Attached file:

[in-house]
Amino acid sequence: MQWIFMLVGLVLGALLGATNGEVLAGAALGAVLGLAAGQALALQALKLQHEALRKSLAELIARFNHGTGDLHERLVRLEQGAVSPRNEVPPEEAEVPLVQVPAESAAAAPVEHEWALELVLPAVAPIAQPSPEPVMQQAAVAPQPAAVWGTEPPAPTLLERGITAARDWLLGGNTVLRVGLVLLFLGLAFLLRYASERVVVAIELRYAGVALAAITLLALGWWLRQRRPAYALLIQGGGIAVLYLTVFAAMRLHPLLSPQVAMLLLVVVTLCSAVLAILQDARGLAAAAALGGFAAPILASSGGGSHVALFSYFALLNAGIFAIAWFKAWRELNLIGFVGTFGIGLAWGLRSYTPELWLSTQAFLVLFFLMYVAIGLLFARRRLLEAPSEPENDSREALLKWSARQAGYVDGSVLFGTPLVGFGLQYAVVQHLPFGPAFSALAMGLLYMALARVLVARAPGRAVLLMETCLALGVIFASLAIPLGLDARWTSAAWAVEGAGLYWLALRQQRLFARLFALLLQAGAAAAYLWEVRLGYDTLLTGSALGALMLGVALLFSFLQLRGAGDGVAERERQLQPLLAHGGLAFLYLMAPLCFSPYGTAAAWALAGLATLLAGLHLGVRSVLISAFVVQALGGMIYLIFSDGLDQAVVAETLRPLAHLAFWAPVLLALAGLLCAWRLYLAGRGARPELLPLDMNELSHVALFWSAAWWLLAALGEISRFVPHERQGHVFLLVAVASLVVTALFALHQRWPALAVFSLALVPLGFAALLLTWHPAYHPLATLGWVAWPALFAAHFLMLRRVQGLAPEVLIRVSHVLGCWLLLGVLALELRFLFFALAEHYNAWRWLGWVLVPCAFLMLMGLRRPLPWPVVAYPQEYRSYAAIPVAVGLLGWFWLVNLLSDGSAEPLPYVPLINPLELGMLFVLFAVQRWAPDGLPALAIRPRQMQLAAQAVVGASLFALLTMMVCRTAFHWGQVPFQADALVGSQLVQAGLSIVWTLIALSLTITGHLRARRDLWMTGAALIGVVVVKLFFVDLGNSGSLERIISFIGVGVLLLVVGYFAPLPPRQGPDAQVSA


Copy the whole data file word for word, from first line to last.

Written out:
[in-house]
Amino acid sequence: MQWIFMLVGLVLGALLGATNGEVLAGAALGAVLGLAAGQALALQALKLQHEALRKSLAELIARFNHGTGDLHERLVRLEQGAVSPRNEVPPEEAEVPLVQVPAESAAAAPVEHEWALELVLPAVAPIAQPSPEPVMQQAAVAPQPAAVWGTEPPAPTLLERGITAARDWLLGGNTVLRVGLVLLFLGLAFLLRYASERVVVAIELRYAGVALAAITLLALGWWLRQRRPAYALLIQGGGIAVLYLTVFAAMRLHPLLSPQVAMLLLVVVTLCSAVLAILQDARGLAAAAALGGFAAPILASSGGGSHVALFSYFALLNAGIFAIAWFKAWRELNLIGFVGTFGIGLAWGLRSYTPELWLSTQAFLVLFFLMYVAIGLLFARRRLLEAPSEPENDSREALLKWSARQAGYVDGSVLFGTPLVGFGLQYAVVQHLPFGPAFSALAMGLLYMALARVLVARAPGRAVLLMETCLALGVIFASLAIPLGLDARWTSAAWAVEGAGLYWLALRQQRLFARLFALLLQAGAAAAYLWEVRLGYDTLLTGSALGALMLGVALLFSFLQLRGAGDGVAERERQLQPLLAHGGLAFLYLMAPLCFSPYGTAAAWALAGLATLLAGLHLGVRSVLISAFVVQALGGMIYLIFSDGLDQAVVAETLRPLAHLAFWAPVLLALAGLLCAWRLYLAGRGARPELLPLDMNELSHVALFWSAAWWLLAALGEISRFVPHERQGHVFLLVAVASLVVTALFALHQRWPALAVFSLALVPLGFAALLLTWHPAYHPLATLGWVAWPALFAAHFLMLRRVQGLAPEVLIRVSHVLGCWLLLGVLALELRFLFFALAEHYNAWRWLGWVLVPCAFLMLMGLRRPLPWPVVAYPQEYRSYAAIPVAVGLLGWFWLVNLLSDGSAEPLPYVPLINPLELGMLFVLFAVQRWAPDGLPALAIRPRQMQLAAQAVVGASLFALLTMMVCRTAFHWGQVPFQADALVGSQLVQAGLSIVWTLIALSLTITGHLRARRDLWMTGAALIGVVVVKLFFVDLGNSGSLERIISFIGVGVLLLVVGYFAPLPPRQGPDAQVSA